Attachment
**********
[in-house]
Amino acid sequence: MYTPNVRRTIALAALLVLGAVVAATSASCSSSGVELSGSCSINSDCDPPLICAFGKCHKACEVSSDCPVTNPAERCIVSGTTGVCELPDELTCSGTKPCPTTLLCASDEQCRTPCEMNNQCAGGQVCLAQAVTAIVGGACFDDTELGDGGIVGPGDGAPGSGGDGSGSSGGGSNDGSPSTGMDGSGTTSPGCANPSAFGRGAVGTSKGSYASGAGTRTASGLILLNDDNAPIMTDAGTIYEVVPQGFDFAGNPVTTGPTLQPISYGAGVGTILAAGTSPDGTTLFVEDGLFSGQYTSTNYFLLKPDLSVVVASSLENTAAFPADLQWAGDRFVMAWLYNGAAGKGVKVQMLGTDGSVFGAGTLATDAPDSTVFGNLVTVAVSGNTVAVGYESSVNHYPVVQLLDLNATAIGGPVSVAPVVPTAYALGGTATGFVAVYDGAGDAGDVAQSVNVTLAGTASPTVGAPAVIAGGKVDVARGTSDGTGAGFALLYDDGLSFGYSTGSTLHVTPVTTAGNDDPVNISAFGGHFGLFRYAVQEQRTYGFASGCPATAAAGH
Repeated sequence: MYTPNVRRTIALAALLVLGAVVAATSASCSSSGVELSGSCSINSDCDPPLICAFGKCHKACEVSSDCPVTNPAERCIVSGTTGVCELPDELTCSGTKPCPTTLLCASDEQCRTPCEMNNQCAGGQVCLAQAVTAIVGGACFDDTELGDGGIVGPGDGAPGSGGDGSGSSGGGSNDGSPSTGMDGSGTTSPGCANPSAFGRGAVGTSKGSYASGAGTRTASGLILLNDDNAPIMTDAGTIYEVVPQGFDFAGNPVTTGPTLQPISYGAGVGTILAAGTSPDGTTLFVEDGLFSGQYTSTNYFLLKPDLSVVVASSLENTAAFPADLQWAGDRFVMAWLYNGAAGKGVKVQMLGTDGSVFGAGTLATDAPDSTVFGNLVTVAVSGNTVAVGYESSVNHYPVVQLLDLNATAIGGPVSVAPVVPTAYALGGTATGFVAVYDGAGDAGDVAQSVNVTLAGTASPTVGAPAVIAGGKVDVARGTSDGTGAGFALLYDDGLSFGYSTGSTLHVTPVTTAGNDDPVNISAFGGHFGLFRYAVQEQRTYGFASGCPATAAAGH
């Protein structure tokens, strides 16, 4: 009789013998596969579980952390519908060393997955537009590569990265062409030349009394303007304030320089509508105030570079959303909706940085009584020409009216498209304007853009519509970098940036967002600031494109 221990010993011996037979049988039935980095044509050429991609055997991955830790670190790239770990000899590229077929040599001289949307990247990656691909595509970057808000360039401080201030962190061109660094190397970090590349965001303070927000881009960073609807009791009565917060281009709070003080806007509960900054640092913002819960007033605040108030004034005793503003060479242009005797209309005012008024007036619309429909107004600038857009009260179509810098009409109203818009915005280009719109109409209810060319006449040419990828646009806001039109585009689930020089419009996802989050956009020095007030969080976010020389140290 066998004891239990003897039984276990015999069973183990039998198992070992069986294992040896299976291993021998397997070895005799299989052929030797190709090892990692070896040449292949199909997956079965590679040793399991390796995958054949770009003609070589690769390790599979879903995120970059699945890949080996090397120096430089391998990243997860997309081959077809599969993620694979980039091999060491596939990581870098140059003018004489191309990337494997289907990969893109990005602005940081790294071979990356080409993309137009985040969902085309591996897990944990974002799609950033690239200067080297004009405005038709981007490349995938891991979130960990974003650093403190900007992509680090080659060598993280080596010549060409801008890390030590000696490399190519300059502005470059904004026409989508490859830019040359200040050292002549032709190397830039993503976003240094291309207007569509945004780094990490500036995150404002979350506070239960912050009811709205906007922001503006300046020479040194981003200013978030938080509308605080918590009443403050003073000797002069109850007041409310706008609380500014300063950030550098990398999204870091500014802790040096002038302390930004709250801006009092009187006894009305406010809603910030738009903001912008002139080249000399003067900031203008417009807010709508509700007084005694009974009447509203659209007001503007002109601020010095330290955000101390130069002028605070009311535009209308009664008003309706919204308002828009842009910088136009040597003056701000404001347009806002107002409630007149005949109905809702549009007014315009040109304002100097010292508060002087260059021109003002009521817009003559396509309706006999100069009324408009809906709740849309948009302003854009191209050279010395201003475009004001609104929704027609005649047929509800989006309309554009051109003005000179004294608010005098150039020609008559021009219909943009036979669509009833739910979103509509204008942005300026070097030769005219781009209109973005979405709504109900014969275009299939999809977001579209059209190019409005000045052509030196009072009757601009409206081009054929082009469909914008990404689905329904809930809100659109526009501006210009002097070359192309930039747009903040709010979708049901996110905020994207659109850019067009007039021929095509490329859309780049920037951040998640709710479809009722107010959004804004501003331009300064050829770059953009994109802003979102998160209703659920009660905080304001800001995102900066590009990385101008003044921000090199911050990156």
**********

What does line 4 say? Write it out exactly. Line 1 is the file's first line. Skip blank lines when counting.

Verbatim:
């Protein structure tokens, strides 16, 4: 009789013998596969579980952390519908060393997955537009590569990265062409030349009394303007304030320089509508105030570079959303909706940085009584020409009216498209304007853009519509970098940036967002600031494109 221990010993011996037979049988039935980095044509050429991609055997991955830790670190790239770990000899590229077929040599001289949307990247990656691909595509970057808000360039401080201030962190061109660094190397970090590349965001303070927000881009960073609807009791009565917060281009709070003080806007509960900054640092913002819960007033605040108030004034005793503003060479242009005797209309005012008024007036619309429909107004600038857009009260179509810098009409109203818009915005280009719109109409209810060319006449040419990828646009806001039109585009689930020089419009996802989050956009020095007030969080976010020389140290 066998004891239990003897039984276990015999069973183990039998198992070992069986294992040896299976291993021998397997070895005799299989052929030797190709090892990692070896040449292949199909997956079965590679040793399991390796995958054949770009003609070589690769390790599979879903995120970059699945890949080996090397120096430089391998990243997860997309081959077809599969993620694979980039091999060491596939990581870098140059003018004489191309990337494997289907990969893109990005602005940081790294071979990356080409993309137009985040969902085309591996897990944990974002799609950033690239200067080297004009405005038709981007490349995938891991979130960990974003650093403190900007992509680090080659060598993280080596010549060409801008890390030590000696490399190519300059502005470059904004026409989508490859830019040359200040050292002549032709190397830039993503976003240094291309207007569509945004780094990490500036995150404002979350506070239960912050009811709205906007922001503006300046020479040194981003200013978030938080509308605080918590009443403050003073000797002069109850007041409310706008609380500014300063950030550098990398999204870091500014802790040096002038302390930004709250801006009092009187006894009305406010809603910030738009903001912008002139080249000399003067900031203008417009807010709508509700007084005694009974009447509203659209007001503007002109601020010095330290955000101390130069002028605070009311535009209308009664008003309706919204308002828009842009910088136009040597003056701000404001347009806002107002409630007149005949109905809702549009007014315009040109304002100097010292508060002087260059021109003002009521817009003559396509309706006999100069009324408009809906709740849309948009302003854009191209050279010395201003475009004001609104929704027609005649047929509800989006309309554009051109003005000179004294608010005098150039020609008559021009219909943009036979669509009833739910979103509509204008942005300026070097030769005219781009209109973005979405709504109900014969275009299939999809977001579209059209190019409005000045052509030196009072009757601009409206081009054929082009469909914008990404689905329904809930809100659109526009501006210009002097070359192309930039747009903040709010979708049901996110905020994207659109850019067009007039021929095509490329859309780049920037951040998640709710479809009722107010959004804004501003331009300064050829770059953009994109802003979102998160209703659920009660905080304001800001995102900066590009990385101008003044921000090199911050990156």